Saturday, May 31, 2008

The Calixtlahuaca Project is Back

Well, the Calixtlahuaca Archaeological Project didn’t leave, so how can we come back? It is the blog that is back, after months of little activity. During the 2007-08 academic year the project moved forward in a number of areas, mostly research by students and faculty at Arizona State University. Now we are back in Mexico, working on the artifacts in our nice new lab facility at the Colegio Mexiquense in Zinacantepec (outside of Toluca, State of Mexico). I’ll try to post more often to describe what we are doing and what we are leaning.

In this post and perhaps one or more to follow, I’ll outline what we have been up to since fieldwork ended in July, 2007. Activities included the following:

  • I had to move my office and lab at ASU upon returning from Mexico. This caused all sorts of chaos and delays.
  • We ran twenty radiocarbon dates at the University of Arizona AMS dating lab. This is a first set of dates; more will follow if and when I get a grant for analysis. Nearly all of the dates fall into a Middle to Late Postclassic time span (ca AD 1100-1520). A couple of them could extend into Early Postclassic times (AD 900-1100) and a couple could extend into the early colonial period (AD 1520 -1650). We need to run more dates and do comparative ceramic and stratigraphic analysis to refine the chronology, but basically the dates confirm my impression that all or nearly all of the occupation of Calixtlahuaca was during the Middle to Late Postclassic period (in other words, the Aztec period).
  • We worked on field notes, drawings, databases, photo catalogs, and other exciting stuff.
  • We worked on technical reports, also an exciting development.
  • We began making plans for a series of technical analyses of artifacts and data, to be included in a new grant proposal to the National Science Foundation.
  • A number of students gave papers and posters at the 2008 SAA meetings in Vancouver. The project had a very good presence at the meetings:
    • Brown, Timothy and Mellissa Ruiz (2008) Calixtlahuaca, Mexico,2007 Field Season: Preliminary Excavation Results. Poster presented at the 2008 Annual Meeting, Society for American Archaeology.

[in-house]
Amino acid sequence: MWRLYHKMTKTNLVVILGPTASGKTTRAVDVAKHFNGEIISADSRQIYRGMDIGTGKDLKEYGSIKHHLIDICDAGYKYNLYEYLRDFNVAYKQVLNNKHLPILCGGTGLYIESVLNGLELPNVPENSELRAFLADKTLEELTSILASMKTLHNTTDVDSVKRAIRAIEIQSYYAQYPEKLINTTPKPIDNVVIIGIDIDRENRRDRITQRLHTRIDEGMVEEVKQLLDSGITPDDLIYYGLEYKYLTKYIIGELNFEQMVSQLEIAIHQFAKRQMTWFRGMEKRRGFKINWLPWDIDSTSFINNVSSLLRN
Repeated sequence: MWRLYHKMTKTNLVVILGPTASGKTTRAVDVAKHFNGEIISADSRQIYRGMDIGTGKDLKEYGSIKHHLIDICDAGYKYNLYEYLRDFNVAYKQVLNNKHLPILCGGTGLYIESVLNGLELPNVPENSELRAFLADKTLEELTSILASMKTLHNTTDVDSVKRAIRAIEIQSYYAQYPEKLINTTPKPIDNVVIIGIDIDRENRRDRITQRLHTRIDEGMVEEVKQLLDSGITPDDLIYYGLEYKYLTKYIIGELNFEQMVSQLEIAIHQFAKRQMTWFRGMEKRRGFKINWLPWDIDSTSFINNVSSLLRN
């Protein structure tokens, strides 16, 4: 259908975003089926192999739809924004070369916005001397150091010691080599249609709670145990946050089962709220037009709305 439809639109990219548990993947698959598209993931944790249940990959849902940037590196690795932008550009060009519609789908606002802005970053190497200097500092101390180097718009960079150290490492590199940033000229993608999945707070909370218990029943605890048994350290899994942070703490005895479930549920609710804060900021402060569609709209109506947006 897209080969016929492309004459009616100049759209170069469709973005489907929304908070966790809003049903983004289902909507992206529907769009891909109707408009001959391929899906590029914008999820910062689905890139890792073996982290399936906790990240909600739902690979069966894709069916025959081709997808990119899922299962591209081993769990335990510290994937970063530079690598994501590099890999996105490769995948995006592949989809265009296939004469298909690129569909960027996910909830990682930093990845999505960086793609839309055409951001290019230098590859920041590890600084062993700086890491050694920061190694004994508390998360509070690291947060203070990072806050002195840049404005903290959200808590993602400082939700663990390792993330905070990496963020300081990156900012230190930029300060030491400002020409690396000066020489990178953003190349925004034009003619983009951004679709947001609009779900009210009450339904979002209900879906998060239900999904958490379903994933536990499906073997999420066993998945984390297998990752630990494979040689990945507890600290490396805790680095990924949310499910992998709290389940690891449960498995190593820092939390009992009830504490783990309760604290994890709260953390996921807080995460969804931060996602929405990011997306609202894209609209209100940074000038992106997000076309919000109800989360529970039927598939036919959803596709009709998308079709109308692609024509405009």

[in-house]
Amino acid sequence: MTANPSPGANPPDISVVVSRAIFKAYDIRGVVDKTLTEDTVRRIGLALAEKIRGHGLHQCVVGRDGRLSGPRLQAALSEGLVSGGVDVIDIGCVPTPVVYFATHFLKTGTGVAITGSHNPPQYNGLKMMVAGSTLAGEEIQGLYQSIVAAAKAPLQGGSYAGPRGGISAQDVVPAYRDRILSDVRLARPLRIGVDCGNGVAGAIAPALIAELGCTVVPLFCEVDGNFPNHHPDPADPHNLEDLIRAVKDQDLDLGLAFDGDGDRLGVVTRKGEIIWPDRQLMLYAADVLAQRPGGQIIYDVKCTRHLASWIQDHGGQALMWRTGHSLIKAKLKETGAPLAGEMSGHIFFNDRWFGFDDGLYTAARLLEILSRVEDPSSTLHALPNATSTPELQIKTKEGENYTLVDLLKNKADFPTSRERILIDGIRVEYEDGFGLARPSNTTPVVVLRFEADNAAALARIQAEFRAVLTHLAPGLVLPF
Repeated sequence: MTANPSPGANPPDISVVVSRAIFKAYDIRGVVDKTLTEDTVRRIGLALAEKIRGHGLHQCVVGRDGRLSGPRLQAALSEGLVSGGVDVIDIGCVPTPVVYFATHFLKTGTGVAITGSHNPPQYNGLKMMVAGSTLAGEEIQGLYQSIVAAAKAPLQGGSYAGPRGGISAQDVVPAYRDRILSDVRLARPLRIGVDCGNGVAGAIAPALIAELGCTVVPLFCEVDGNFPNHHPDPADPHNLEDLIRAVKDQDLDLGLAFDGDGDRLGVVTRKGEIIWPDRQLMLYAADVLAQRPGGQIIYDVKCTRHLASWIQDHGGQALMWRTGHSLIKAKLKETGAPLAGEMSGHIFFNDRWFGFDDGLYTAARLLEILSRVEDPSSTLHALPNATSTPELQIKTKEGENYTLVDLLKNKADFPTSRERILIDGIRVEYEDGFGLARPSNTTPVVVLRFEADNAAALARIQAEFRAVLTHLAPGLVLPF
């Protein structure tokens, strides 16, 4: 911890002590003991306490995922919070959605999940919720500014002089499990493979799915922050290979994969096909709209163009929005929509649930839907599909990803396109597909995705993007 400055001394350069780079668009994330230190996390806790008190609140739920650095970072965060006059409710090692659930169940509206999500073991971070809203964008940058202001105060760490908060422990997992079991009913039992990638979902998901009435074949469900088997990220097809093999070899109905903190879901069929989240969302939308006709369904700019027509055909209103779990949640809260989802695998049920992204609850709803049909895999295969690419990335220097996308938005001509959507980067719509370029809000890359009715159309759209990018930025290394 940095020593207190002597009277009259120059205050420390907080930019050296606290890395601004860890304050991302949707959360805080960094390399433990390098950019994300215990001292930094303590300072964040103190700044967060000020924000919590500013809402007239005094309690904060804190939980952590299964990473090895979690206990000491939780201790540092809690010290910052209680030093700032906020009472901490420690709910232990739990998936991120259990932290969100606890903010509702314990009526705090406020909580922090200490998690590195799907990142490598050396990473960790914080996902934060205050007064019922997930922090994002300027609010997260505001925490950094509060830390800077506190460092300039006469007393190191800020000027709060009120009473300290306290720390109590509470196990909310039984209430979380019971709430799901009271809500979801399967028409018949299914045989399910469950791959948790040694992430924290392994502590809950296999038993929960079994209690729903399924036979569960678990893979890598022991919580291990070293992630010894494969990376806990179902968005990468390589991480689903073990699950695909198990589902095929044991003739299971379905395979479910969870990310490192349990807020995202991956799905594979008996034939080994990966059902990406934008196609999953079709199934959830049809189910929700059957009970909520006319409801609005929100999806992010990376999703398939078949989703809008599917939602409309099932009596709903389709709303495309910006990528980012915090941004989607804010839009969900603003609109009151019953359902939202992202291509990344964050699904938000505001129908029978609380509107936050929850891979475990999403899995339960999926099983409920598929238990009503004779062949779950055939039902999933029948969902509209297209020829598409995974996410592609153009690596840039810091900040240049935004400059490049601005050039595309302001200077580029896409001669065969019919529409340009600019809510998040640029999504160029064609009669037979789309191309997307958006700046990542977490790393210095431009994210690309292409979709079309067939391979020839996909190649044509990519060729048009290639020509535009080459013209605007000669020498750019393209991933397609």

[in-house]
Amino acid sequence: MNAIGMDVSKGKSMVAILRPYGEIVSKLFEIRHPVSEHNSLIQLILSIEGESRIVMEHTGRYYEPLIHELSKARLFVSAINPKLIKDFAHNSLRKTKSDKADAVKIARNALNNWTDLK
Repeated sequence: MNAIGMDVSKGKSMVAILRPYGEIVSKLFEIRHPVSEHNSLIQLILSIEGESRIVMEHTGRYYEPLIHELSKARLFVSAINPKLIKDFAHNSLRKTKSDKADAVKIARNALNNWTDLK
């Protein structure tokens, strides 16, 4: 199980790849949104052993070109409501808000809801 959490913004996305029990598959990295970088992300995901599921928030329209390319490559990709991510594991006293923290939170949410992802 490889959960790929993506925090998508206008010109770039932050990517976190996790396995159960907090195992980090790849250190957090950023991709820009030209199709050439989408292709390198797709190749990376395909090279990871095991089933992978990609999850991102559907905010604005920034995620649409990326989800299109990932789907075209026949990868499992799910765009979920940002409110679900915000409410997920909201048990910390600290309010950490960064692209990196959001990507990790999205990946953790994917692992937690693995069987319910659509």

• Guthrie, Caitlin (2008) The Censers of Calixtlahuaca. Poster presented at the 2008 Annual Meeting, Society for American Archaeology.
    • Huster, Angela (2008) Scraping and Spinning: Maguey Fiber Production at Calixtlahuaca, Mexico. Paper presented at the 2008 Annual Meeting, Society for American Archaeology.
    • Novic, Juliana (2008) Reaching the City Limits: Identifying Settlement Boundaries at Calixtlahuaca, Toluca, Mexico. Poster presented at the 2008 Annual Meeting, Society for American Archaeology.
  • I gave lectures on the project at various places, including the University of Colorado, and University of Connecticut, the Colegio Mexiquense, and ASU.
  • Emily Umberger continued work on the sculptures, documenting a new regional political art style in the reliefs that José García Payón excavated at Calixtlahuaca. Some of her preliminary findings are presented in:
    • Umberger, Emily (2007) Historia del arte e Imperio Azteca: la evidencia de las esculturas. Revista Española de Antropología Americana 37:165-202.
  • I completed the proofing and indexing for my new book, which has some limited information from the Calixtlahuaca Archaeological Project:

Now it’s back to potsherds and burnt daub. Stay tuned for more results.

But first, the question everybody wants answered: NO, we did NOT find any crystal skulls at Calixtlahuaca.

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